TaxProf Blog

Editor: Paul L. Caron, Dean
Pepperdine University School of Law

Wednesday, September 28, 2005

Christians Presents The Case for Abolishing Tax Treaties in the U.S. Today at Toronto

Christians_2_1 Toronto_1Allison Christians (Wisconsin) presents Seventy Years is Enough:  The Case for Aboloshing Tax Treaties in the United States at the University of Toronto today at 12:10 pm - 1:45 pm as part of the James Hausman Tax Law and Policy Workshop Series.  Here is the abstract:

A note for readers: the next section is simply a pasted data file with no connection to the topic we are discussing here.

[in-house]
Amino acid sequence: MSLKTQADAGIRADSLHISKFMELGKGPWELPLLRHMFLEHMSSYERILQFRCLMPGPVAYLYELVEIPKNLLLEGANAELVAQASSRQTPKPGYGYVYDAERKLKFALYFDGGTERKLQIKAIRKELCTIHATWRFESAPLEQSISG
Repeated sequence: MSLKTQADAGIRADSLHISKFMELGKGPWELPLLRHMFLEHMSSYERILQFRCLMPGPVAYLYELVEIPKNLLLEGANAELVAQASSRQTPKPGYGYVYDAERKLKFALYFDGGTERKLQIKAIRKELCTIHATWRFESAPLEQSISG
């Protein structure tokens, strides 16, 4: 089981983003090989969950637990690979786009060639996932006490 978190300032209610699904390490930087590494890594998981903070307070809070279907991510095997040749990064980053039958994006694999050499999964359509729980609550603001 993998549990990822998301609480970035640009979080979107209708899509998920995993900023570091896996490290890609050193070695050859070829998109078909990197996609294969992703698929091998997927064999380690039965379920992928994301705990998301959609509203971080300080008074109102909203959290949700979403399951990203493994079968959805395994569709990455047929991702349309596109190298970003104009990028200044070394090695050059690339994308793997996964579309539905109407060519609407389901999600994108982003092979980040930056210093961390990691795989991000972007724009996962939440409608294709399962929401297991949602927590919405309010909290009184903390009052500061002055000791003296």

Treaties have been employed consistently over seven decades as the mechanism of choice for addressing matters of international income taxation, even though the past few decades have seen changes in the global commercial environment that make these agreements seem a relic of an earlier, less hurried, and more insular age. Yet some mechanism is arguably needed to achieve the international tax coordination currently addressed in tax treaties. One obvious alternative has always been the unilateral codification of treaty principles, either universally or in legislation conditioned on reciprocal treatment by foreign countries. For reasons perhaps less compelling today than when first considered, this alternative was rejected in favor of the bilateral treaty approach. Another alternative involves the use of statutes referred to as “executive agreements”—international compacts that function as treaties but that bypass the constitutional treaty-making procedure. Executive agreements have seen a marked rise in use in the international coordination of commercial matters, including tax matters, but generally have not been employed in the context of income taxation. This article explores why this has been so, discusses some of the reasons why tax treaties are a sub-optimal approach for global tax coordination today, and proposes that for reasons including the easing of administrative hurdles and the pursuit of more efficient and complete global coordination of tax matters, the historical framework should give way to the adoption of legislation in the form of both unilateral statutes, whether universal or reciprocal, and executive agreements.

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